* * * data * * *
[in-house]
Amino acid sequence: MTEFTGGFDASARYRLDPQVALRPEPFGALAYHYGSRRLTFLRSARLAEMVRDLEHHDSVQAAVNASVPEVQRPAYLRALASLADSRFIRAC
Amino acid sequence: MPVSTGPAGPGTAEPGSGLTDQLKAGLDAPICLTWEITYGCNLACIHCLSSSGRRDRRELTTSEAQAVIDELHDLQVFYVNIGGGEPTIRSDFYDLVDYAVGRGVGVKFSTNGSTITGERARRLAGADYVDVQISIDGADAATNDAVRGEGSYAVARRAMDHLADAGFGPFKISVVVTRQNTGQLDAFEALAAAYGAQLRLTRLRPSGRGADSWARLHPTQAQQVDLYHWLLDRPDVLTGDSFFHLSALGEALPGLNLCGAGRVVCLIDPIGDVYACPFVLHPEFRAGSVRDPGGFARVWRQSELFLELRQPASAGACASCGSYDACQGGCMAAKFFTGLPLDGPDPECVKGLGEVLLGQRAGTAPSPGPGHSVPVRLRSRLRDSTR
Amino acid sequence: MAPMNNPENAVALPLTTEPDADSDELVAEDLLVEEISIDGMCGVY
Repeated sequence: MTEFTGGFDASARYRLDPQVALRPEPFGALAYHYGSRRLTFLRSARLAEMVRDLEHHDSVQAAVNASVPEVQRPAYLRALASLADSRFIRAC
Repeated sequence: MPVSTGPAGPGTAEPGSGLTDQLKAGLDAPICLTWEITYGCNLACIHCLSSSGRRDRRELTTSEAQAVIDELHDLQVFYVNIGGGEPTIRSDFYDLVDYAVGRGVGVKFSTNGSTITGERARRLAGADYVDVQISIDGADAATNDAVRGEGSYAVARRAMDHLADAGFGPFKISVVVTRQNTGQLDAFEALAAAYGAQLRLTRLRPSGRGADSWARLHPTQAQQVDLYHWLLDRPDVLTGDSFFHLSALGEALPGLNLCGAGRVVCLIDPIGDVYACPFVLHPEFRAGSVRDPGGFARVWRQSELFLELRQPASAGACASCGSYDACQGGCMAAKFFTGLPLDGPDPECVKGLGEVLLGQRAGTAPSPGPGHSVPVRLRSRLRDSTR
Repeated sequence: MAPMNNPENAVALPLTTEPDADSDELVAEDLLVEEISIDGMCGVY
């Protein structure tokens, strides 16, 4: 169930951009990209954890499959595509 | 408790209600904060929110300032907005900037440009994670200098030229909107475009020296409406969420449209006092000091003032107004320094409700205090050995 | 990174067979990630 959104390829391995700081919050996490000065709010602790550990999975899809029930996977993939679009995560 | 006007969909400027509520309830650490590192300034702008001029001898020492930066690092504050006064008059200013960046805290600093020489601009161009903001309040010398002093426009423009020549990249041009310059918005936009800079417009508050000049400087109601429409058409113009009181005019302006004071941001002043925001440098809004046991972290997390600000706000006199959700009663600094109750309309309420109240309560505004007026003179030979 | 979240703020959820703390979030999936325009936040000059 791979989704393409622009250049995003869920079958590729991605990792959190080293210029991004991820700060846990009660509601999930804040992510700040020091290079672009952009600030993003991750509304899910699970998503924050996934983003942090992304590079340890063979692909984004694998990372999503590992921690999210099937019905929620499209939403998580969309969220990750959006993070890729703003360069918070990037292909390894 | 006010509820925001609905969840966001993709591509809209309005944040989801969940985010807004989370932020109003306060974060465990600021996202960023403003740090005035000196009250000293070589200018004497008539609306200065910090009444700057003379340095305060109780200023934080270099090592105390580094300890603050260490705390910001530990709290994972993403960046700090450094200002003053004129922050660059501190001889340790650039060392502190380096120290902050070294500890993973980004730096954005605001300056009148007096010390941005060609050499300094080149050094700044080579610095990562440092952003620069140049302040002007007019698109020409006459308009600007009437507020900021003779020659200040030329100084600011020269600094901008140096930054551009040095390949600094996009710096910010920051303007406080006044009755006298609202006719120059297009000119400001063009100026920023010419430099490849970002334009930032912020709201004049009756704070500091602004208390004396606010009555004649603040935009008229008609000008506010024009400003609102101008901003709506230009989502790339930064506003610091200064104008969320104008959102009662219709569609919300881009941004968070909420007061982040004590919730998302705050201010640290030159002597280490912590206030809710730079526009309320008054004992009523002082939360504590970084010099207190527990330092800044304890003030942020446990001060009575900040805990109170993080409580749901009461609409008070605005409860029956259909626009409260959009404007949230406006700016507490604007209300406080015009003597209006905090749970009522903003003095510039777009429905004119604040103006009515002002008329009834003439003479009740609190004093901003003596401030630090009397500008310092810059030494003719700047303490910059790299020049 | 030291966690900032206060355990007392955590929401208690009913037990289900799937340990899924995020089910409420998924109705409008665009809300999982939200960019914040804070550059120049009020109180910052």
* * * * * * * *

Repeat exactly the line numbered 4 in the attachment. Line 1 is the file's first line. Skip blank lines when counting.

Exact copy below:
Amino acid sequence: MAPMNNPENAVALPLTTEPDADSDELVAEDLLVEEISIDGMCGVY